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This isn’t a ‘new normal’ for schools or government

Sen. Evan Vickers, R-Cedar City, pictured at top on a television monitor in the Senate chamber gallery, gives a thumbs-up as Senate President Stuart Adams, R-Layton, leads the Utah Legislature’s virtual special session at the Capitol in Salt Lake City on Thursday, April 16, 2020.
Steve Griffin, Deseret News

SALT LAKE CITY — People are talking about the “new normal,” or pandemic-induced lifestyle changes that will linger after the virus is gone.

You can debate the pros and cons of permanently working from home — maybe we have to go stir crazy to make the air cleaner — but two parts of the pandemic world ought to go away as quickly as possible: virtual school and virtual government, at least until we find a way to do both better.

Public school teachers have been largely on their own to invent online classes on the fly, with mixed results. Parents I’ve spoken to talk of dealing with several teachers at once using different philosophies, of meaningless virtual busywork, and of trying desperately to get screen time for multiple children using a shortage of home computers.

Some virtual classes have been great. Some have been confusing. Some children don’t have access to reliable internet. Teachers, meanwhile, tell of spending many hours a day preparing to make online learning work.

It’s hard to know how public school instruction has gone during the second half of the school year just ending. Online learning has its place, and the pandemic may shed light on some of its best uses, but we should all hope in-person classrooms reopen in the fall.

Ditto for government. Important decisions are being made regarding laws and taxes without much public participation.

The Utah Legislature met in a virtual special session last month, with each lawmaker participating from a home office, living room or other remote location. Because of technical difficulties, they bypassed the normal committee process. That meant bypassing public comments and face-to-face interactions with people affected by the laws being created.

This week, the Legislature announced a new process for future remote committee hearings. People who wish to speak will need to file a request at least 12 hours in advance. This will give staff members and committee chairpersons time to decide how many people will be allowed to speak, a winnowing process that hasn’t been made clear.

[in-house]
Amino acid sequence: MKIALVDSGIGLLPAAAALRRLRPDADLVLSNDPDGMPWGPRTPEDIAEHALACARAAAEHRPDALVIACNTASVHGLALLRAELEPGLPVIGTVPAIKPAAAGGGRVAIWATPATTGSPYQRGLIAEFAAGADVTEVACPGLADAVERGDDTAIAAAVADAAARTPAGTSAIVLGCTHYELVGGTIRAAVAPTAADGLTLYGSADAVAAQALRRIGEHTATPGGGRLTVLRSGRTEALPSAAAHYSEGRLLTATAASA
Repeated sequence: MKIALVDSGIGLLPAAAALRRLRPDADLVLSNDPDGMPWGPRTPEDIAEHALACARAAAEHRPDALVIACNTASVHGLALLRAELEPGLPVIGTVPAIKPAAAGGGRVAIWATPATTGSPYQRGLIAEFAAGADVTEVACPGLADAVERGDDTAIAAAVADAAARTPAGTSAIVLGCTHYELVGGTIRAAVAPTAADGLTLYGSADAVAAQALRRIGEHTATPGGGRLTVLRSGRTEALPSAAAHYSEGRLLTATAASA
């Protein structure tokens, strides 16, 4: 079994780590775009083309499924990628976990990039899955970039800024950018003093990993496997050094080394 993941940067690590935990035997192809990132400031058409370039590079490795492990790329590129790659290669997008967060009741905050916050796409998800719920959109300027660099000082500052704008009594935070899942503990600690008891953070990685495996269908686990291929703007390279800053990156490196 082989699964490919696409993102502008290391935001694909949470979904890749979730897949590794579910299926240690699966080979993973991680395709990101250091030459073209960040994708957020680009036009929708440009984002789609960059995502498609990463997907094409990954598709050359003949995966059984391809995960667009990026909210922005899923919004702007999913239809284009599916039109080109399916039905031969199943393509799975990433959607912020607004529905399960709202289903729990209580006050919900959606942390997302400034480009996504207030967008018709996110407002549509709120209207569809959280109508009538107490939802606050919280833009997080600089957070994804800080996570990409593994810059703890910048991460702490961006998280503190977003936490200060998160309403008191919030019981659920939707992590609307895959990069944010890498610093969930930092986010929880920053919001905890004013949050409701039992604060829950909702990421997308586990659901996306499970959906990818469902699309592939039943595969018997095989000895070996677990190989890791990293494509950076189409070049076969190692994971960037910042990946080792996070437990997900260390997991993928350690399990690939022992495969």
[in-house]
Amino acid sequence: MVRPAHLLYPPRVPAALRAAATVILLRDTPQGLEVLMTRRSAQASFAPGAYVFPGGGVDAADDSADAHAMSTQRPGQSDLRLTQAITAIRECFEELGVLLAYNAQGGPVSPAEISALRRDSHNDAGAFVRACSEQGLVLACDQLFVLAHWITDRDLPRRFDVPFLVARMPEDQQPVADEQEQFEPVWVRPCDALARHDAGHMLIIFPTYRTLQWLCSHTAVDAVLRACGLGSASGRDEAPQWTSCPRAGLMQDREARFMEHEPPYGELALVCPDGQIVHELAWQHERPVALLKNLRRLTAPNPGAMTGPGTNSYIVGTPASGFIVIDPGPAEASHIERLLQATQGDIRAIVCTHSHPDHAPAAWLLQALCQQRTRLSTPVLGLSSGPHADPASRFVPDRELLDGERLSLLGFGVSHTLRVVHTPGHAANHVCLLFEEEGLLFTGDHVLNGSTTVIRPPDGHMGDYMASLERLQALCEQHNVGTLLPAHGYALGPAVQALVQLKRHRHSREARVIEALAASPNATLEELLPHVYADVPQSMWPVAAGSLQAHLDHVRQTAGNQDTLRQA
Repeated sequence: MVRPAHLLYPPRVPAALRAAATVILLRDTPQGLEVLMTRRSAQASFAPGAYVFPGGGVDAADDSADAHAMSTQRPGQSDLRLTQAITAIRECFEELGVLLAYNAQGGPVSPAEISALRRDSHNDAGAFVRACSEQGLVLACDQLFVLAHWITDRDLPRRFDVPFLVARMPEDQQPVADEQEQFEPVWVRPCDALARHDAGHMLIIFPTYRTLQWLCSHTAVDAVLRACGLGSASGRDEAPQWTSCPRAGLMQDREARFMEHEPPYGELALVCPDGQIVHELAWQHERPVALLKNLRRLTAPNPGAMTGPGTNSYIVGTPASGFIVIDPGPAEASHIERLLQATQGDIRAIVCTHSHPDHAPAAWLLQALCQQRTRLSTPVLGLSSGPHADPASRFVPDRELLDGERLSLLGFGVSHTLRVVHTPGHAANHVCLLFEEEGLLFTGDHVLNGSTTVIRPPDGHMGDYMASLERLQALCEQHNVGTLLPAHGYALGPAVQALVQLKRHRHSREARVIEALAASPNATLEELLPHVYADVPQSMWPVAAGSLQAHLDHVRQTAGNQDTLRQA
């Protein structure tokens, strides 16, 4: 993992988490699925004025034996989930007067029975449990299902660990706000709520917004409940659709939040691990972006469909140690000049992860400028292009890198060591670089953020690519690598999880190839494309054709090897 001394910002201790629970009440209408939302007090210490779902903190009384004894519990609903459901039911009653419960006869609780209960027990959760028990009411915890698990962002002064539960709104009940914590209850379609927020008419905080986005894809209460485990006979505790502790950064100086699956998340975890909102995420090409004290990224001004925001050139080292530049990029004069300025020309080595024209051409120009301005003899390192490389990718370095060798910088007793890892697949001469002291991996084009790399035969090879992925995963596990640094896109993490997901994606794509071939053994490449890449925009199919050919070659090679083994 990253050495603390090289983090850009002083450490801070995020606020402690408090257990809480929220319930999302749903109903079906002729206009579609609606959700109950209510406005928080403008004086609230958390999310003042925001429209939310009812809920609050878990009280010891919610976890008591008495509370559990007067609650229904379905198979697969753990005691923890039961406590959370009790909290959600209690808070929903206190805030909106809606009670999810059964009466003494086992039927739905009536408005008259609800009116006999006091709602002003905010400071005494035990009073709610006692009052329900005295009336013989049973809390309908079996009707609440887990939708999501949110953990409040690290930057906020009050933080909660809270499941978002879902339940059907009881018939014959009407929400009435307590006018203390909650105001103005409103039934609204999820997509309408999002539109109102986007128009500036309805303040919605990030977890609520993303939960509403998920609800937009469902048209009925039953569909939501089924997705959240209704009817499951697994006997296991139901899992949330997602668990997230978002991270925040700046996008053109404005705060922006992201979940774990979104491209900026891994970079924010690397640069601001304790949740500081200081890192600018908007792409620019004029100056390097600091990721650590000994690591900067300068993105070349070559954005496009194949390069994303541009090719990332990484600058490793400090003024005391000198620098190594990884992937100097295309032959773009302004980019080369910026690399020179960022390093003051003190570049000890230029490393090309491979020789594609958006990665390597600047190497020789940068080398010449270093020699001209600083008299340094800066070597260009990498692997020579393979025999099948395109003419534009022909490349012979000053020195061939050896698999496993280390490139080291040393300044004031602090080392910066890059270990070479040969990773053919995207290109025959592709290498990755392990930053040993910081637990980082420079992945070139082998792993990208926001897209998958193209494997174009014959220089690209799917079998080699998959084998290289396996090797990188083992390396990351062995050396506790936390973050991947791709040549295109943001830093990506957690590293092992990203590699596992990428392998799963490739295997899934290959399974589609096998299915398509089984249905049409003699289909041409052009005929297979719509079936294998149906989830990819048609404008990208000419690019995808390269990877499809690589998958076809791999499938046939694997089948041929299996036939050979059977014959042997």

These meetings will be available to the public through audio only. People allowed to speak will be notified 30 minutes in advance. Until their time comes, they will be in a silent virtual waiting room.

Before I go too much farther, it’s important to understand that these concerns are at least partly driven by serious security problems. An FBI press release on Wednesday said the bureau has received more than 195 complaints of Zoom conference calls being interrupted by videos depicting child sexual abuse.

The press release said this sort of hacking is a violent crime. Children portrayed in the videos are re-victimized, and everyone who inadvertently sees the video “is potentially a victim as well.”

The waiting room is one way to keep the bad guys out.

But it also creates a situation far from the normal give-and-take of a legislative committee meeting. That interaction tends to whittle away at the sharp edges of proposed laws, making them more representative of the needs of the people.

Under normal circumstances, a committee chair would ask for a show of hands as to how many would like to speak. Some people might not intend to speak until they hear something provocative from a sponsoring lawmaker or a committee member. In this process, no one is excluded because of income or status.

In a virtual world, income and status matter. Some of the people most affected by pandemic-induced budget cuts may be too poor to afford internet service or too disabled to use computer equipment.

I don’t want to be unfairly critical of all this. Americans ought to be grateful that this pandemic came at a time when technology allows for remote gatherings. Without computers, governments, churches and private businesses would be unable to safely meet.

But the process is barely adequate for the standards of government by the people, just as it isn’t close to perfect for a robust, universal public education system. Remote capabilities can give people greater access to public education and government, but they aren’t a substitute for the real thing.

No one should confuse these parts of the current situation with a new normal.